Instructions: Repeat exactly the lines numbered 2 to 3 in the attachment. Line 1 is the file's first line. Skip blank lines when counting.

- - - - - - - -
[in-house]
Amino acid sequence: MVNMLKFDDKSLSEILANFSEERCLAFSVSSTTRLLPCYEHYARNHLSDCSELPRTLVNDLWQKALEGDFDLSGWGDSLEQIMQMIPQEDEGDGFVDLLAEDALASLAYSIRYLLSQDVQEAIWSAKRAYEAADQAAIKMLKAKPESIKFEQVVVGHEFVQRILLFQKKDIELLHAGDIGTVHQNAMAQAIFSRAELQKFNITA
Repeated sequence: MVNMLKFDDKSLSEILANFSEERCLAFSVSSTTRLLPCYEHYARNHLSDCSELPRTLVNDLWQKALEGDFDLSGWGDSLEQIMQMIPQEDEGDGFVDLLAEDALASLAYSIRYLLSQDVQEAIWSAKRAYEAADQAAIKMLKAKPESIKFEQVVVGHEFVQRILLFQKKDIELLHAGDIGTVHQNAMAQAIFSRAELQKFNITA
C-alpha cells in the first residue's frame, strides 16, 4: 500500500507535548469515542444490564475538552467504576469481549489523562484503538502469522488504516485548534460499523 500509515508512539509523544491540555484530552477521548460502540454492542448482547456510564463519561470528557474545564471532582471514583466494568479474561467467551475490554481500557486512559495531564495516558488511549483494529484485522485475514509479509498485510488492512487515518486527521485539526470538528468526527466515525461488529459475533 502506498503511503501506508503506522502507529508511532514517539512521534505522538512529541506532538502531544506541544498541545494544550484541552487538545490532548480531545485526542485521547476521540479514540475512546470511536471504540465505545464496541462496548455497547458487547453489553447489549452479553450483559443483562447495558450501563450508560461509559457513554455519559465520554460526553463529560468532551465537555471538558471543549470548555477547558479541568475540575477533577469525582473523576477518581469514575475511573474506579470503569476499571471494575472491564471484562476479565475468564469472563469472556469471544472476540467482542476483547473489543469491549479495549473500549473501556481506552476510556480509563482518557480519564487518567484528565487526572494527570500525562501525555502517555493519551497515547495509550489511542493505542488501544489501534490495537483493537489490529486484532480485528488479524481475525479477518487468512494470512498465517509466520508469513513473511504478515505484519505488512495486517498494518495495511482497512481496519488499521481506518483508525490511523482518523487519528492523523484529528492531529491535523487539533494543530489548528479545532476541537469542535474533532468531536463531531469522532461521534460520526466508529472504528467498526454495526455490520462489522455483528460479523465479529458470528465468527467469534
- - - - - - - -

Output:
Amino acid sequence: MVNMLKFDDKSLSEILANFSEERCLAFSVSSTTRLLPCYEHYARNHLSDCSELPRTLVNDLWQKALEGDFDLSGWGDSLEQIMQMIPQEDEGDGFVDLLAEDALASLAYSIRYLLSQDVQEAIWSAKRAYEAADQAAIKMLKAKPESIKFEQVVVGHEFVQRILLFQKKDIELLHAGDIGTVHQNAMAQAIFSRAELQKFNITA
Repeated sequence: MVNMLKFDDKSLSEILANFSEERCLAFSVSSTTRLLPCYEHYARNHLSDCSELPRTLVNDLWQKALEGDFDLSGWGDSLEQIMQMIPQEDEGDGFVDLLAEDALASLAYSIRYLLSQDVQEAIWSAKRAYEAADQAAIKMLKAKPESIKFEQVVVGHEFVQRILLFQKKDIELLHAGDIGTVHQNAMAQAIFSRAELQKFNITA